Standing stones and ancient monuments in Scotland

Callanish, Isle of Lewis
Here is just a selection of some historic sites in the Scottish Highlands and Islands including the famous Callanish.

On the west coast of the island, the Machrie Moor standing stones are well worth a visit. Not far from the road, a small ancient circle is protected by a stone wall. Continue on the footpath and you will reach the main site, three-quarters of a mile across the fields. In 1993 I visited the two groups of small white boulders which lie to the right of the path, then further down on the left several beautifully mysterious tall, red stones. An information notice explains what little is known about them. Robert Pollock has produced an excellent guide with diagrams which details these and other circles on this site.

Machrie Moor standing stones
Photo copyright The Internet Guide to Scotland

Robert Pollock has produced an excellent guide covering the stone circle 6km north of Portnahaven (in the SW of the island). He also has a guide with diagrams covering the standing stone just outside Port Ellen (on the SE coast of the island) and another one close to the town at Kilbride.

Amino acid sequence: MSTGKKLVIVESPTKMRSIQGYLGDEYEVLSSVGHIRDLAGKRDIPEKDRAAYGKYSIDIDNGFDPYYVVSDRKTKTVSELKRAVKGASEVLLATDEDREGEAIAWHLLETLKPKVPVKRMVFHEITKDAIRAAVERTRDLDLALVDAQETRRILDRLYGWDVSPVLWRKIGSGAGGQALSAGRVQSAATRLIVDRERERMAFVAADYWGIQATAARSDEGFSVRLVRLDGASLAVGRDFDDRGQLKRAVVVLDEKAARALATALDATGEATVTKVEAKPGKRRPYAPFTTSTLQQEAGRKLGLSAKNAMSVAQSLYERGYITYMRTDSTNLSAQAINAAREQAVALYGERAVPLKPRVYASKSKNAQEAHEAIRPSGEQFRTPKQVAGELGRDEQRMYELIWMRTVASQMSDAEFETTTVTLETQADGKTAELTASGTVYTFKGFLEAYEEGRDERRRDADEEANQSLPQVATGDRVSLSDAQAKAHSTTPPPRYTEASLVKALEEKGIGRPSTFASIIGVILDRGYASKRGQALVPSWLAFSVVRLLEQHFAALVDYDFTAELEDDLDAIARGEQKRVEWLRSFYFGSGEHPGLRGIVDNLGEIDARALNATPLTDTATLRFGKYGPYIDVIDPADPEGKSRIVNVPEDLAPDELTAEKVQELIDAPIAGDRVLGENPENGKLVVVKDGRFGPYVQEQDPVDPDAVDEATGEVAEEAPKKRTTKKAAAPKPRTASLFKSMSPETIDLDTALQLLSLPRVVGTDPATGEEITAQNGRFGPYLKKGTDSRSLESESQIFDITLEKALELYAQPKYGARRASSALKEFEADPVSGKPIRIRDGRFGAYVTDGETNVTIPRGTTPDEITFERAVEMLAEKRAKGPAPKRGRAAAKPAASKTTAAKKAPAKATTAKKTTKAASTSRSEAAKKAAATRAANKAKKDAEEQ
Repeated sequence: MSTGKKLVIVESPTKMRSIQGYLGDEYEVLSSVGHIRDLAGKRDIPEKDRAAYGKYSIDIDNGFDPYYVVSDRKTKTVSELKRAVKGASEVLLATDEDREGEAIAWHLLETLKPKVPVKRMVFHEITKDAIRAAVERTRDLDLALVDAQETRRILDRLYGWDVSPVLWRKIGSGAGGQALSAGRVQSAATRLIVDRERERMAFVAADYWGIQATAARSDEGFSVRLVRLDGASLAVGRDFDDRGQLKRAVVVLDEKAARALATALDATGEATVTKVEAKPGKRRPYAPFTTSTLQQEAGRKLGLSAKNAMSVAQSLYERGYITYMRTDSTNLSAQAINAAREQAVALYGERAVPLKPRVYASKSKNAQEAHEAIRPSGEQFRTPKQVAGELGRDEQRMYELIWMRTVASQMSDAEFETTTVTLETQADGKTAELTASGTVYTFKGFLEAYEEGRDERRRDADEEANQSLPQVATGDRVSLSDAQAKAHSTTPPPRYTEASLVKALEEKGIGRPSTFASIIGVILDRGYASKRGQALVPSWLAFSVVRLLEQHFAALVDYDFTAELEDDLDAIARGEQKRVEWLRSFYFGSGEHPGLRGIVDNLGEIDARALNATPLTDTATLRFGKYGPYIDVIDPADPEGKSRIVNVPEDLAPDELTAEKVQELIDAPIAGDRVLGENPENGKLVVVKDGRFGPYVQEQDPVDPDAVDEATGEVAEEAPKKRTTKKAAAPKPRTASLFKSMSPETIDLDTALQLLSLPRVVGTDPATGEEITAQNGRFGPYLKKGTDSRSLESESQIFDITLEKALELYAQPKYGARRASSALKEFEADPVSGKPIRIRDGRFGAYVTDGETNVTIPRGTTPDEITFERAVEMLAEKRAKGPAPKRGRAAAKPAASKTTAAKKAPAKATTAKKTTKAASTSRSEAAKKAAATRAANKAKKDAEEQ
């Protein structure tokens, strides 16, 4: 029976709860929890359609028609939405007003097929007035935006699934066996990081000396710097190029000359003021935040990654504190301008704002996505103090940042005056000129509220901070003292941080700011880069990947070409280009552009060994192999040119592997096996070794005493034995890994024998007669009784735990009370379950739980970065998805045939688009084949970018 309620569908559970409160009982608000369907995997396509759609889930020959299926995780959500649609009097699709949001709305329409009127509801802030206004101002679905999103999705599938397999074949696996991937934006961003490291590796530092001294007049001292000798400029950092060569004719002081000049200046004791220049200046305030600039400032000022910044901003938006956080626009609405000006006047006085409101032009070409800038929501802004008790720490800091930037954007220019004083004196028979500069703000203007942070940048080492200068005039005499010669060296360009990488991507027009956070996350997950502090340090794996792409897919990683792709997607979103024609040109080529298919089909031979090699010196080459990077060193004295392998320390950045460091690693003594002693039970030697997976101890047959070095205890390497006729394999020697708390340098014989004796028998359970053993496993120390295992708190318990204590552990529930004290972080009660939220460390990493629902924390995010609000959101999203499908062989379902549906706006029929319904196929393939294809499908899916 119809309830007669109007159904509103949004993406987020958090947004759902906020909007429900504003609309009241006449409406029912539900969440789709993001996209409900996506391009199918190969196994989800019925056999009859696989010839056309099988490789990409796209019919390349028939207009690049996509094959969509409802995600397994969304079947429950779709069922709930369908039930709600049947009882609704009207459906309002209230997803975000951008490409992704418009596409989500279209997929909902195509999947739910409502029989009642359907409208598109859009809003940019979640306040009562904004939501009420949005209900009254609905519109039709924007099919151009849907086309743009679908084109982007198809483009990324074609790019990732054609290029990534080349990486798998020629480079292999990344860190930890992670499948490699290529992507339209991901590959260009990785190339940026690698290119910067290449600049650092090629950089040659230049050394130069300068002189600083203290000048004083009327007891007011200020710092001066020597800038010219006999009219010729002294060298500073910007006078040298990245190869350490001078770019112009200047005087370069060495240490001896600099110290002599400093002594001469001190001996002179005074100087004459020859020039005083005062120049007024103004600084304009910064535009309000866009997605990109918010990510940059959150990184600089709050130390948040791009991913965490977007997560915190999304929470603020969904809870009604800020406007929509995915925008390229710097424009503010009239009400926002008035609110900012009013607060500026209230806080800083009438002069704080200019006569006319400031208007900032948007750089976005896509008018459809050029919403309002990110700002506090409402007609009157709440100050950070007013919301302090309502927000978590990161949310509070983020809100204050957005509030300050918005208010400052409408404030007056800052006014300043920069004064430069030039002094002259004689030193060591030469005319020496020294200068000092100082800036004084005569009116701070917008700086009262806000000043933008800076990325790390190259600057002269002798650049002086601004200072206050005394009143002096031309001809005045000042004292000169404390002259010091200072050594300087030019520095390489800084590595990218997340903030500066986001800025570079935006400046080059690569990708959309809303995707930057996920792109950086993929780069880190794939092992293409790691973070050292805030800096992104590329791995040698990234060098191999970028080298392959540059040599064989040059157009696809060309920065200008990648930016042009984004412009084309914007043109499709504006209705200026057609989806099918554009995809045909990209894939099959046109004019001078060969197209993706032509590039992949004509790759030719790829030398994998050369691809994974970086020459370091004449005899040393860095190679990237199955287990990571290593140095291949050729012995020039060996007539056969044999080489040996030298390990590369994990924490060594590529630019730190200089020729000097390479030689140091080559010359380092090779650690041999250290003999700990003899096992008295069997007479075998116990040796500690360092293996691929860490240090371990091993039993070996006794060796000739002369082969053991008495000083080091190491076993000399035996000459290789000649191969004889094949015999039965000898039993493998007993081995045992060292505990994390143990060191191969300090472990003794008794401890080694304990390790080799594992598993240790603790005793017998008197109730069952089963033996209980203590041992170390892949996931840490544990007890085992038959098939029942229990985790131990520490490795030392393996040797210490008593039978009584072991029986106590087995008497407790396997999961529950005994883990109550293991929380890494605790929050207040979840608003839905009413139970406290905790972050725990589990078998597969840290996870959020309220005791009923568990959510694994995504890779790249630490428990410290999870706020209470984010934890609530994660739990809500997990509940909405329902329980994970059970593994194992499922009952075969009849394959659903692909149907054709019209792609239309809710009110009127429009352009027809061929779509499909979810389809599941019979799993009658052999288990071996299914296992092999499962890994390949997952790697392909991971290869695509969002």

The site of Finlaggan located near Port Askaig is also worth a visit. It's an archaeological dig around what was the ancient seat of the Lord of the Isles in the 14th and 15th centuries. There are 2 islands on this site - Eilean Mor (Big Isle) and Eilean na Comhairle (Council Isle). On the so-called Big Isle there are two main ruins (a chapel dedicated to Saint Finlaggan and a service building), plus the remains of over 20 buildings one of which was a great hall. Carved gravestones were found near the chapel. Robert Pollock has a guide with diagrams covering a standing stone at Finlaggan near the Visitors' Centre.

Ten crannogs (ancient loch dwellings) on Islay have been surveyed by Mark Holley.

There are several standing stones scattered about the east coast of Jura. A Neolithic burial cairn can be found south of Strone farm. South-east of Ardmenish, on Lowlandman's Bay is the dun known as An Dunan.

Some 30 miles south of Oban, the area around Kilmartin is rich in history. Around the village many prehistoric and medieval monuments can be found including burial cairns, stone circles and cup-and-ring engravings. An interactive map of all the local archaeological sites is provided on the Kilmartin House web site.